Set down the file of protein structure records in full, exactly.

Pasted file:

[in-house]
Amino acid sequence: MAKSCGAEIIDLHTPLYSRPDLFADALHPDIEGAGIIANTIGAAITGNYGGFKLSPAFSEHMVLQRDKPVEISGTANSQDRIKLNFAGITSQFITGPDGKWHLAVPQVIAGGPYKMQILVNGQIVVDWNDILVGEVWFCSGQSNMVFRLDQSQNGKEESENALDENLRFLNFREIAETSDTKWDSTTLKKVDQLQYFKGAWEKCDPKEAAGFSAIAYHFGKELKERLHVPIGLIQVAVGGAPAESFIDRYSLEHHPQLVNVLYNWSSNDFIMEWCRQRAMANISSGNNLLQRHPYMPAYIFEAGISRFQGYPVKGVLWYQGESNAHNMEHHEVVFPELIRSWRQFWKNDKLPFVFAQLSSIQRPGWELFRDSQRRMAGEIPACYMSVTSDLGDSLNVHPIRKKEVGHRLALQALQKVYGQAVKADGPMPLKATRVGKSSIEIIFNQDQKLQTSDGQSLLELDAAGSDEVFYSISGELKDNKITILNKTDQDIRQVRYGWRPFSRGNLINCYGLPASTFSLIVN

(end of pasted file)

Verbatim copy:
[in-house]
Amino acid sequence: MAKSCGAEIIDLHTPLYSRPDLFADALHPDIEGAGIIANTIGAAITGNYGGFKLSPAFSEHMVLQRDKPVEISGTANSQDRIKLNFAGITSQFITGPDGKWHLAVPQVIAGGPYKMQILVNGQIVVDWNDILVGEVWFCSGQSNMVFRLDQSQNGKEESENALDENLRFLNFREIAETSDTKWDSTTLKKVDQLQYFKGAWEKCDPKEAAGFSAIAYHFGKELKERLHVPIGLIQVAVGGAPAESFIDRYSLEHHPQLVNVLYNWSSNDFIMEWCRQRAMANISSGNNLLQRHPYMPAYIFEAGISRFQGYPVKGVLWYQGESNAHNMEHHEVVFPELIRSWRQFWKNDKLPFVFAQLSSIQRPGWELFRDSQRRMAGEIPACYMSVTSDLGDSLNVHPIRKKEVGHRLALQALQKVYGQAVKADGPMPLKATRVGKSSIEIIFNQDQKLQTSDGQSLLELDAAGSDEVFYSISGELKDNKITILNKTDQDIRQVRYGWRPFSRGNLINCYGLPASTFSLIVN